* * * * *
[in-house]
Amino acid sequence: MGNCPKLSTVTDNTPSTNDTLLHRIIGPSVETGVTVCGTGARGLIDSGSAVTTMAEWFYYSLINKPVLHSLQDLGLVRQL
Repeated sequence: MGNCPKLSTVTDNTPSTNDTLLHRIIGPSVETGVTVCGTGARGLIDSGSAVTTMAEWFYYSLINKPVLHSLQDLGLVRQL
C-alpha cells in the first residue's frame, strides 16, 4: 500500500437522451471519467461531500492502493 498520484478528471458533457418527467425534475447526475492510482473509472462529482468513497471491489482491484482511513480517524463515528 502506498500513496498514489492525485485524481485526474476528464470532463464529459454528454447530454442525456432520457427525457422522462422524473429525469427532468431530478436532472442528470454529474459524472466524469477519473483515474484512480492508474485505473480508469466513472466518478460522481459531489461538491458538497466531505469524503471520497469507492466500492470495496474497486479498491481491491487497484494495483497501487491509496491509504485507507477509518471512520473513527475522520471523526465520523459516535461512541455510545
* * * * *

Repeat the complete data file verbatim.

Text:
[in-house]
Amino acid sequence: MGNCPKLSTVTDNTPSTNDTLLHRIIGPSVETGVTVCGTGARGLIDSGSAVTTMAEWFYYSLINKPVLHSLQDLGLVRQL
Repeated sequence: MGNCPKLSTVTDNTPSTNDTLLHRIIGPSVETGVTVCGTGARGLIDSGSAVTTMAEWFYYSLINKPVLHSLQDLGLVRQL
C-alpha cells in the first residue's frame, strides 16, 4: 500500500437522451471519467461531500492502493 498520484478528471458533457418527467425534475447526475492510482473509472462529482468513497471491489482491484482511513480517524463515528 502506498500513496498514489492525485485524481485526474476528464470532463464529459454528454447530454442525456432520457427525457422522462422524473429525469427532468431530478436532472442528470454529474459524472466524469477519473483515474484512480492508474485505473480508469466513472466518478460522481459531489461538491458538497466531505469524503471520497469507492466500492470495496474497486479498491481491491487497484494495483497501487491509496491509504485507507477509518471512520473513527475522520471523526465520523459516535461512541455510545